[Webinar Recap] Government Measures to Support Employers and Employees amid the COVID-19 Pandemic

  
On Friday 23 July, EuroCham and KPMG hosted a webinar to share the latest updates on government measures to support companies and their workers during the current fourth wave outbreak of the COVID-19 pandemic. The event gathered over 200 attendees and featured special guest speakers Andrea Godfrey, Partner & Head of Global Mobility Services for KPMG in Vietnam; and Hai Ha Nguyen, Director of Tax & Corporate Services.

EuroCham Executive Director Delphine Rousselet opened the webinar, and set the scene for the presentation from KPMG: With Vietnam in the midst of a fourth wave COVID-19 outbreak, the government has introduced a number of policies to support companies and their workers to weather this storm, the latest of which are Resolution 68 and Decision 23.

In her presentation, Andrea Godfrey provided a background to Vietnam’s current socio-economic environment: Cases of COVID-19 continue to rise – particularly in the South – and this could have an impact on economic growth in 2021. Around 50,000 businesses have closed or been suspended so far. As a result, unemployment has risen while average incomes have fallen. Industries hardest hit include F&B, transport, and tourism. However, foreign direct investment remains robust and should return to previous levels if vaccination programs proceed as planned.
  
  

In 2020, the government announced a “62 trillion” package through Resolution 42. However, disbursement was slow, procedures complicated, and take-up low. Reflecting on lessons learned, the government has decided to provide more support for companies and workers in 2021, in particular those who are low-skilled or vulnerable; and to speed up the disbursement process.

Hai Ha Nguyen then discussed Resolution 68 and Decision 23, both issued in July 2021, which were issued based on the lessons learned from previous waves of the pandemic. First, for employers, these regulations include a 12-month drop to 0% contributions to the Labour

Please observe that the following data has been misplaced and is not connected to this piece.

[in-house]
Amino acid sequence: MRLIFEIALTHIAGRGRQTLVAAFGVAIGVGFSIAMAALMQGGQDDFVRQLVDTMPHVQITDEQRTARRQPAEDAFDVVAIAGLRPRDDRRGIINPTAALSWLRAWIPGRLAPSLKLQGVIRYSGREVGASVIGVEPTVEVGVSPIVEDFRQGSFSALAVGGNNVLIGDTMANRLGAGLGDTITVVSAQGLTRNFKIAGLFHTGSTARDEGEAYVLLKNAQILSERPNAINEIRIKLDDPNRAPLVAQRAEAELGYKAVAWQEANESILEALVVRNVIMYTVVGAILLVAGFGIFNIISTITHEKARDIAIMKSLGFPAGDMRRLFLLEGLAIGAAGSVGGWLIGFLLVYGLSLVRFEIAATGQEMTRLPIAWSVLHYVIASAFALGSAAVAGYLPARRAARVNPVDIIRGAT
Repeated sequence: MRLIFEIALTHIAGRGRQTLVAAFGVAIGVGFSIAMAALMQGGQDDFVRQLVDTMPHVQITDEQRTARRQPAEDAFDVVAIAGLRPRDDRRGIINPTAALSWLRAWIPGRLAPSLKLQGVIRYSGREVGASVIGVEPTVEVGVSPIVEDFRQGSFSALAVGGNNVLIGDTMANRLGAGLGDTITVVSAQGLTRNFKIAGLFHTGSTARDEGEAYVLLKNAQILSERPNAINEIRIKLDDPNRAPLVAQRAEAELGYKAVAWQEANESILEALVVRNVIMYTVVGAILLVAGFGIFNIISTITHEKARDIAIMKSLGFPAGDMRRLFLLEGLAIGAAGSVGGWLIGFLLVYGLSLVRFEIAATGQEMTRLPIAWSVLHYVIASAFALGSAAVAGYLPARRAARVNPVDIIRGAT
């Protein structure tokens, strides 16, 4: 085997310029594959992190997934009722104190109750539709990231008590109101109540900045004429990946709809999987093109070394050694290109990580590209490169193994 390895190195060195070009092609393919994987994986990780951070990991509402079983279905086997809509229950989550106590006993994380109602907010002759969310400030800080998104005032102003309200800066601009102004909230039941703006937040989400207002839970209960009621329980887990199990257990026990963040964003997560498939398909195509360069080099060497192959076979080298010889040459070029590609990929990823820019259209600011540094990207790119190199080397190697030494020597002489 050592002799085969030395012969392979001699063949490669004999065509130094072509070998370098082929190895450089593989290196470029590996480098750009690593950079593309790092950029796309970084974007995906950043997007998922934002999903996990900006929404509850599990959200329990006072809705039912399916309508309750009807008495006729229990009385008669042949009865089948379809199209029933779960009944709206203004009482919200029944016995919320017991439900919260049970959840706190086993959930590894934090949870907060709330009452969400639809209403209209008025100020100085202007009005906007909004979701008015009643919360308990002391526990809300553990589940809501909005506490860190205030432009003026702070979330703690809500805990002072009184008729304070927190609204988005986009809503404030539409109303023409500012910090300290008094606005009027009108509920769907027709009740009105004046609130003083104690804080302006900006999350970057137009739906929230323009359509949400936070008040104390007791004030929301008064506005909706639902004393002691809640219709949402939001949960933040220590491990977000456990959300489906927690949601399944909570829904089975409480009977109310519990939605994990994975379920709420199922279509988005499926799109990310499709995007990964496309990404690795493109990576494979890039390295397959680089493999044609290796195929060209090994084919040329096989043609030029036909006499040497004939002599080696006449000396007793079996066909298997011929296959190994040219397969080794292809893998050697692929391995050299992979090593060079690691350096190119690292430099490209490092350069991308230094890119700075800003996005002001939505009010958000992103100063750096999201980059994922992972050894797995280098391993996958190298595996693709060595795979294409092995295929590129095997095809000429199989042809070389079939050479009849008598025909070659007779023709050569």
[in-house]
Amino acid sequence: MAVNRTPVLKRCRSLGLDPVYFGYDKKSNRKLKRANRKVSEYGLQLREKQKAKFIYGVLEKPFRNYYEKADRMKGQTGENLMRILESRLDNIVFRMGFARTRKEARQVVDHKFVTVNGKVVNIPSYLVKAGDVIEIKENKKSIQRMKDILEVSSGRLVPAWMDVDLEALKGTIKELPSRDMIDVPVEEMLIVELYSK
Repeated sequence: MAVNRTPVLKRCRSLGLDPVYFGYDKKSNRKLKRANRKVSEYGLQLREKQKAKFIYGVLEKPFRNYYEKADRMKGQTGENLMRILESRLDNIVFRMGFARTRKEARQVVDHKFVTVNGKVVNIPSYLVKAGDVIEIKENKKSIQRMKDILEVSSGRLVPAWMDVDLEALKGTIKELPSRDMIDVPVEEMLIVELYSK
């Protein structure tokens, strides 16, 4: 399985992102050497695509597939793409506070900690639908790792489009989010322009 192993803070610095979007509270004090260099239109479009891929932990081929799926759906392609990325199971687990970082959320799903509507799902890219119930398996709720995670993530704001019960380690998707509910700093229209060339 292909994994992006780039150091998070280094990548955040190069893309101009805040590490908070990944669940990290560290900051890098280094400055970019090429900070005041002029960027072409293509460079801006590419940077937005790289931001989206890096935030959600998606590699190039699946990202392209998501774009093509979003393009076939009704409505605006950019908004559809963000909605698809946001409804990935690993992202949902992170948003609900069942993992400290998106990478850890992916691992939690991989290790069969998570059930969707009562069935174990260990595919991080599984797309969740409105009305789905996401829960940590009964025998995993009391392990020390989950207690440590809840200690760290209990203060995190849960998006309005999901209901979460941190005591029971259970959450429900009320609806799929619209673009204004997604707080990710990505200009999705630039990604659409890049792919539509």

Accidents and Occupational Diseases Insurance Fund, and a suspension of up to 12 months for contributions to the Retirement and Survivorship Fund. They also include financial support for vocational training and an interest-free loan to cover salaries for up to three months of the regional minimum wage. Meanwhile, for employees, the regulations also include support packages for those who lose their jobs and, in particular, for those raising children. Ms Nguyen also discussed how these regulations are being implemented in practice.

Andrea Godfrey then compared the recent regulations to those issued in 2020. She said that the new regulations have covered more beneficiaries, looser lending conditions, simplified procedures, and clearer approval. However, there are also some uncertainties. These include how to define ‘bad debt’ for lending assessment and the procedures for freelancers, which could be subject to different interpretation at the provincial level.

In the Question & Answer session, speakers and audience discussed the tax implications of support packages; the verification requirements around training funds; support for the manufacturing sector; and whether companies can request rent reductions.

Concluding the event, Andrea Godfrey said that the government’s regulations are a positive step forward, and are much clearer than those announced in 2020. Hai Ha added that the disbursement should also be improved this time, and Andrea Godfrey advised companies to have the policies and documentation to evidence what they have used the support funds for.

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